Tuesday, December 26, 2006

Life is About Choices and the Decisions We Make

Life is like a road. There are long and short roads; smooth and rocky roads; crooked and straight paths. In our life many roads would come our way as we journey through life. There are roads that lead to a life of single blessedness, marriage, and religious vocation. There are also roads that lead to fame and fortune on one hand, or isolation and poverty on the other. There are roads to happiness as there are roads to sadness, roads towards victory and jubilation, and roads leading to defeat and disappointment.

Just like any road, there are corners, detours, and crossroads in life. Perhaps the most perplexing road that you would encounter is a crossroad. With four roads to choose from and with limited knowledge on where they would go, which road will you take? What is the guarantee that we would choose the right one along the way? Would you take any road, or just stay where you are: in front of a crossroad?

There are no guarantees.

You do not really know where a road will lead you until you take it. There are no guarantees. This is one of the most important things you need to realize about life. Nobody said that choosing to do the right thing all the time would always lead you to happiness. Loving someone with all your heart does not guarantee that it would be returned. Gaining fame and fortune does not guarantee happiness. Accepting a good word from an influential superior to cut your trip short up the career ladder is not always bad, especially if you are highly qualified and competent. There are too many possible outcomes, which your really cannot control. The only thing you have power over is the decisions that you will make, and how you would act and react to different situations.

Wrong decisions are always at hindsight.

Had you known that you were making a wrong decision, would you have gone along with it? Perhaps not, why would you choose a certain path when you know it would get you lost? Why make a certain decision if you knew from the very beginning that it is not the right one. It is only after you have made a decision and reflected on it that you realize its soundness. If the consequences or outcomes are good for you, then you have decided correctly. Otherwise, your decision was wrong.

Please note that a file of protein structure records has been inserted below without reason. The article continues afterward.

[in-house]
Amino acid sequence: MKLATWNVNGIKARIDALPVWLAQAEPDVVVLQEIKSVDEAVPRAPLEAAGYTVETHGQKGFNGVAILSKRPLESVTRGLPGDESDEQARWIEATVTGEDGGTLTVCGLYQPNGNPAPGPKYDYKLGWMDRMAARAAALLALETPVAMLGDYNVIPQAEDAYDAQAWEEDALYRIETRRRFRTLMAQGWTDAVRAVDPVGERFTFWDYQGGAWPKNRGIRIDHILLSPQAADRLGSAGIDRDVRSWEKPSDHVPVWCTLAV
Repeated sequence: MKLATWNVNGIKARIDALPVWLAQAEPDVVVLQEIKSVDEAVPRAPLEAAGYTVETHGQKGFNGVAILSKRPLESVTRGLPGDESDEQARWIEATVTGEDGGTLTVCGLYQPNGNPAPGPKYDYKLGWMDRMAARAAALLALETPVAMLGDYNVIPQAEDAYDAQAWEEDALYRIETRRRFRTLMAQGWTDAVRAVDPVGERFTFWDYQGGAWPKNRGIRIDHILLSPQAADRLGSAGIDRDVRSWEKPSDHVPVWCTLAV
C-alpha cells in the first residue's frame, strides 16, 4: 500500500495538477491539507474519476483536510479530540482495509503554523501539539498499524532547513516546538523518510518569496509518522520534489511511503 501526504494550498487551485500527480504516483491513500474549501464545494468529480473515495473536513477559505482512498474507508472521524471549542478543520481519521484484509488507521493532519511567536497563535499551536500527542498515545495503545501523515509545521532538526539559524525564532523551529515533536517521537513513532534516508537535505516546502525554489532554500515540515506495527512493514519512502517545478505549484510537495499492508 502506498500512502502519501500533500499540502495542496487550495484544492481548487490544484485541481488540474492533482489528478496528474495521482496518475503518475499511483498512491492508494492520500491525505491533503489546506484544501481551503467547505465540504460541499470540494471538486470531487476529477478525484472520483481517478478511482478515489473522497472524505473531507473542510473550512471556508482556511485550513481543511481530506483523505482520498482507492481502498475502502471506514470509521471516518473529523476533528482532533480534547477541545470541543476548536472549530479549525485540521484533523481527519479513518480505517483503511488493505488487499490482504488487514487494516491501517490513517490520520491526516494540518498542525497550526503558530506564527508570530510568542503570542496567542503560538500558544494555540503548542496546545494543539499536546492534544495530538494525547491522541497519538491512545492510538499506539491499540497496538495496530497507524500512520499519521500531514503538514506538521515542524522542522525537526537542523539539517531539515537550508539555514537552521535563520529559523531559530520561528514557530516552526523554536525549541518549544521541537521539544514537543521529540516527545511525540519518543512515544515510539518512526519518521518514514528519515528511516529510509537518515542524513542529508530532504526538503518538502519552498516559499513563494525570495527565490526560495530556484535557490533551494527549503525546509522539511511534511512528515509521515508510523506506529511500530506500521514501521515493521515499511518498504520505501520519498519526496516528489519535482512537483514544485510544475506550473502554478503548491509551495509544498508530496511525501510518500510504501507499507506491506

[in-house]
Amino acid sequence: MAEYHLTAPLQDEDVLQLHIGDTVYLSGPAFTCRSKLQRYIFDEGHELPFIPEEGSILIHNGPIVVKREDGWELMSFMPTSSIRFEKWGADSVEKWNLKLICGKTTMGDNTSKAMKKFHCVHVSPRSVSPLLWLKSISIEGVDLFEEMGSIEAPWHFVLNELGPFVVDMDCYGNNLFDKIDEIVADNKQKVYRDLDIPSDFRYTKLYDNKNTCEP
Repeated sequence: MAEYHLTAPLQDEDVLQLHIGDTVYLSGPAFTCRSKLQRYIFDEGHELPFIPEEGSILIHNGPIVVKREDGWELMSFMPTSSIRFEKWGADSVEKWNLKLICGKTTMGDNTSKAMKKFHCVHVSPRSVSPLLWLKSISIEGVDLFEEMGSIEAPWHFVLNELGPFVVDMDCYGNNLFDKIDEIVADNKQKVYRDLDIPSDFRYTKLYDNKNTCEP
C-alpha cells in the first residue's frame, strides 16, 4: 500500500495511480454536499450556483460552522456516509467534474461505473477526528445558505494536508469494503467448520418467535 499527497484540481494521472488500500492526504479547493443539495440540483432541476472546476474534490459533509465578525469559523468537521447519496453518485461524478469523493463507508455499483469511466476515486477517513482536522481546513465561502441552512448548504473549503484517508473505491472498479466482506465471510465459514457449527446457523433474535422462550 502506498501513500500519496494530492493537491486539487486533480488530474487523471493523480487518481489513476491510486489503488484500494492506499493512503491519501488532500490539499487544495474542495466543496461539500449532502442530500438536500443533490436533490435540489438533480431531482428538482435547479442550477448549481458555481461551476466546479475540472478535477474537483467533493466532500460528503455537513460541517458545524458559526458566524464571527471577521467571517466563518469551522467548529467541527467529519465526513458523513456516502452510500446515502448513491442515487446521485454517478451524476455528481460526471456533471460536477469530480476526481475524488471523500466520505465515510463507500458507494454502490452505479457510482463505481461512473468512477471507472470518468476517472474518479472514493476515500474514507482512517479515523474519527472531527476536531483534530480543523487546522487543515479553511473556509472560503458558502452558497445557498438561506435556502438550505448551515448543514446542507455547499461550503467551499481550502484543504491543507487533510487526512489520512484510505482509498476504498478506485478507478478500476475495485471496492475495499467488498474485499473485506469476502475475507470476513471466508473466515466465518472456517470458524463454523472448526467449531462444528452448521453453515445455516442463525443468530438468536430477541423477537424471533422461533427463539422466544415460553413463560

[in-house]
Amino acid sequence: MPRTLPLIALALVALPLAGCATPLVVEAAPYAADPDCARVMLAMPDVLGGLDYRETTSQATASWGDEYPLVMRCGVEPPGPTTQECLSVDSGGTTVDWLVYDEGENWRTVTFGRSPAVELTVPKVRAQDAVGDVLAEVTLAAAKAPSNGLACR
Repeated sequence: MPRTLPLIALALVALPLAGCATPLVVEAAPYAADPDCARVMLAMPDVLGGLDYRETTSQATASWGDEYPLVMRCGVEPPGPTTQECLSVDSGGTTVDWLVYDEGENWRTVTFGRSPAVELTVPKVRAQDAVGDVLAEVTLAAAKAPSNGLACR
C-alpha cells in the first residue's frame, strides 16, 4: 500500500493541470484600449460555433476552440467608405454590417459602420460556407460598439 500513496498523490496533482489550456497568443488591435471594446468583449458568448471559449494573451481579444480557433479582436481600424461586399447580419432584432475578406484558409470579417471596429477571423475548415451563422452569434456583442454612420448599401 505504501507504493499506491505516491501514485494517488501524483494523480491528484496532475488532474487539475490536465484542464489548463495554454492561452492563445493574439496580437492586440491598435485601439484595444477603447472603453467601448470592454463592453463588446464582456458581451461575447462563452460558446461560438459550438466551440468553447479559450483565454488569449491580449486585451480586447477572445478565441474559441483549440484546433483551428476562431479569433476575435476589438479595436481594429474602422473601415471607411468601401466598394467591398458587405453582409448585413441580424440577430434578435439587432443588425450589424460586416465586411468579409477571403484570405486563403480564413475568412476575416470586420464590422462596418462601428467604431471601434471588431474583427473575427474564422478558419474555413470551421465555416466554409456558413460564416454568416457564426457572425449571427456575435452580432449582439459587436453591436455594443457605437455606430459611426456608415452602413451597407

Take the risk: decide.

Since life offers no guarantee and you would never know that your decision would be wrong until you have made it, then you might as well take the risk and decide. It is definitely better than keeping yourself in limbo. Although it is true that one wrong turn could get you lost, it could also be that such a turn could be an opportunity for an adventure, moreover open more roads. It is all a matter of perspective. You have the choice between being a lost traveller or an accidental tourist of life. But take caution that you do not make decisions haphazardly. Taking risks is not about being careless and stupid. Here are some pointers that could help you choose the best option in the face of life’s crossroads:
· Get as many information as you can about your situation.

You cannot find the confidence to decide when you know so little about what you are faced with. Just like any news reporter, ask the 5 W’s: what, who, when, where, and why. What is the situation? Who are the people involved? When did this happen? Where is this leading? Why are you in this situation? These are just some of the possible questions to ask to know more about your situation. This is important. Oftentimes, the reason for indecision is the lack of information about a situation.

· Identify and create options.

What options do the situation give you? Sometimes the options are few, but sometimes they are numerous. But what do you do when you think that the situation offers no options? This is the time that you create your own. Make your creative mind work. From the most simplistic to the most complicated, entertain all ideas. Do not shoot anything down when an idea comes to your head. Sometimes the most outrageous idea could prove to be the right one in the end. You can ask a friend to help you identify options and even make more options if you encounter some difficulty, but make sure that you make the decision yourself in the end.

· Weigh the pros and cons of every option.

Assess each option by looking at the advantages and disadvantages it offers you. In this way, you get more insights about the consequences of such an option.

· Trust yourself and make that decision.

Now that you have assessed your options, it is now time to trust yourself. Remember that there are no guarantees and wrong decisions are always at hindsight. So choose… decide… believe that you are choosing the best option at this point in time.